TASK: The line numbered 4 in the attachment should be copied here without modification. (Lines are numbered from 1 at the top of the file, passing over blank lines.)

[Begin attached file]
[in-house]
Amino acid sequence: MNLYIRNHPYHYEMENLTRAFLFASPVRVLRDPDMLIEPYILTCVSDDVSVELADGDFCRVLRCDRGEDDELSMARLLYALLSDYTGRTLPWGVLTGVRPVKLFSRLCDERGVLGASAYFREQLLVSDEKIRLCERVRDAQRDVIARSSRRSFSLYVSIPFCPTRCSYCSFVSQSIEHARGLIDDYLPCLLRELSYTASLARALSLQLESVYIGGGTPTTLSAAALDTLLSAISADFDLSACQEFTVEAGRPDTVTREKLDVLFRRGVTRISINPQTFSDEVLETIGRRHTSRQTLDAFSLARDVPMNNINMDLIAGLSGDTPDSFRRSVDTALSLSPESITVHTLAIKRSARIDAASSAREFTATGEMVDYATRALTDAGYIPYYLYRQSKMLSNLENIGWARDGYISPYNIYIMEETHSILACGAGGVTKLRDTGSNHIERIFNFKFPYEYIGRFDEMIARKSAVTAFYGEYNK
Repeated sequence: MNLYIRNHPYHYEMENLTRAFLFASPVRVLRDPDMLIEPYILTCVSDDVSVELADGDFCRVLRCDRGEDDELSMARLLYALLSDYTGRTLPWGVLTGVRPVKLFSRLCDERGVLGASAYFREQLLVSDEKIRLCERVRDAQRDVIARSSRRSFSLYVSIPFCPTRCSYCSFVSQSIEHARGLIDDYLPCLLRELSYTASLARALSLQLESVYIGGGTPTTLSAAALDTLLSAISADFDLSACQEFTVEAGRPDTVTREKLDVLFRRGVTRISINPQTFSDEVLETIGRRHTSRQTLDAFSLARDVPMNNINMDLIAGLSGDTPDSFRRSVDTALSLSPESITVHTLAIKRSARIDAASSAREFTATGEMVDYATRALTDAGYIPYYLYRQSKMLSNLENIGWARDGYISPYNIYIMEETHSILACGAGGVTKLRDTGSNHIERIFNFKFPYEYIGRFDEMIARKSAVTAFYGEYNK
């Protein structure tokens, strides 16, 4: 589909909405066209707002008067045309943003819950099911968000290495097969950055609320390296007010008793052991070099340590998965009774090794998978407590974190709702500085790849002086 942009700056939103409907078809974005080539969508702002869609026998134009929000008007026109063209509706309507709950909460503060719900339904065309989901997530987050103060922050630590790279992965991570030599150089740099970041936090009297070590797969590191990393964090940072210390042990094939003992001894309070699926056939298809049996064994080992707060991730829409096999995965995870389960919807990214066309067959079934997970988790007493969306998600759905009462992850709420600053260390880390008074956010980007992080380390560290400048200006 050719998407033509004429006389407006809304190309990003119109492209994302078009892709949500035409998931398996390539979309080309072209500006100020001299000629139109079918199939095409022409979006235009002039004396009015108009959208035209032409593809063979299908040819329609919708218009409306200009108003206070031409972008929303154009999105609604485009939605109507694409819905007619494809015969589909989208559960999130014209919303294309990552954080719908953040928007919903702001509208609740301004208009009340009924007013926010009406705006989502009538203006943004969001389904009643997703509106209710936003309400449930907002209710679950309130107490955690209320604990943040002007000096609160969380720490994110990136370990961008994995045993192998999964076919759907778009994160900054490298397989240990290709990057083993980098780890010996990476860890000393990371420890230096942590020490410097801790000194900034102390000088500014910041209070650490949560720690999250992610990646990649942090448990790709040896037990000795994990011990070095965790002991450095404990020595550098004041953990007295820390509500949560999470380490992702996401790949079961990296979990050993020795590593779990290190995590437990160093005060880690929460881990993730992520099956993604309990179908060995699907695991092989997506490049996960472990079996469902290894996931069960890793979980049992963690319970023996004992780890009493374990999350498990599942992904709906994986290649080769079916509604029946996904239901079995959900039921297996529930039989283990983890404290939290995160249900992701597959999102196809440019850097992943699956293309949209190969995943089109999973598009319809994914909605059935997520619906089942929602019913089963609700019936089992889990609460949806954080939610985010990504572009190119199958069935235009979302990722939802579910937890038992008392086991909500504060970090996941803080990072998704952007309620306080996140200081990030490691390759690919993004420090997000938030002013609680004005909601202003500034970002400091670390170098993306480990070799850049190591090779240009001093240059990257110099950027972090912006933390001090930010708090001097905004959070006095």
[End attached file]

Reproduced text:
């Protein structure tokens, strides 16, 4: 589909909405066209707002008067045309943003819950099911968000290495097969950055609320390296007010008793052991070099340590998965009774090794998978407590974190709702500085790849002086 942009700056939103409907078809974005080539969508702002869609026998134009929000008007026109063209509706309507709950909460503060719900339904065309989901997530987050103060922050630590790279992965991570030599150089740099970041936090009297070590797969590191990393964090940072210390042990094939003992001894309070699926056939298809049996064994080992707060991730829409096999995965995870389960919807990214066309067959079934997970988790007493969306998600759905009462992850709420600053260390880390008074956010980007992080380390560290400048200006 050719998407033509004429006389407006809304190309990003119109492209994302078009892709949500035409998931398996390539979309080309072209500006100020001299000629139109079918199939095409022409979006235009002039004396009015108009959208035209032409593809063979299908040819329609919708218009409306200009108003206070031409972008929303154009999105609604485009939605109507694409819905007619494809015969589909989208559960999130014209919303294309990552954080719908953040928007919903702001509208609740301004208009009340009924007013926010009406705006989502009538203006943004969001389904009643997703509106209710936003309400449930907002209710679950309130107490955690209320604990943040002007000096609160969380720490994110990136370990961008994995045993192998999964076919759907778009994160900054490298397989240990290709990057083993980098780890010996990476860890000393990371420890230096942590020490410097801790000194900034102390000088500014910041209070650490949560720690999250992610990646990649942090448990790709040896037990000795994990011990070095965790002991450095404990020595550098004041953990007295820390509500949560999470380490992702996401790949079961990296979990050993020795590593779990290190995590437990160093005060880690929460881990993730992520099956993604309990179908060995699907695991092989997506490049996960472990079996469902290894996931069960890793979980049992963690319970023996004992780890009493374990999350498990599942992904709906994986290649080769079916509604029946996904239901079995959900039921297996529930039989283990983890404290939290995160249900992701597959999102196809440019850097992943699956293309949209190969995943089109999973598009319809994914909605059935997520619906089942929602019913089963609700019936089992889990609460949806954080939610985010990504572009190119199958069935235009979302990722939802579910937890038992008392086991909500504060970090996941803080990072998704952007309620306080996140200081990030490691390759690919993004420090997000938030002013609680004005909601202003500034970002400091670390170098993306480990070799850049190591090779240009001093240059990257110099950027972090912006933390001090930010708090001097905004959070006095």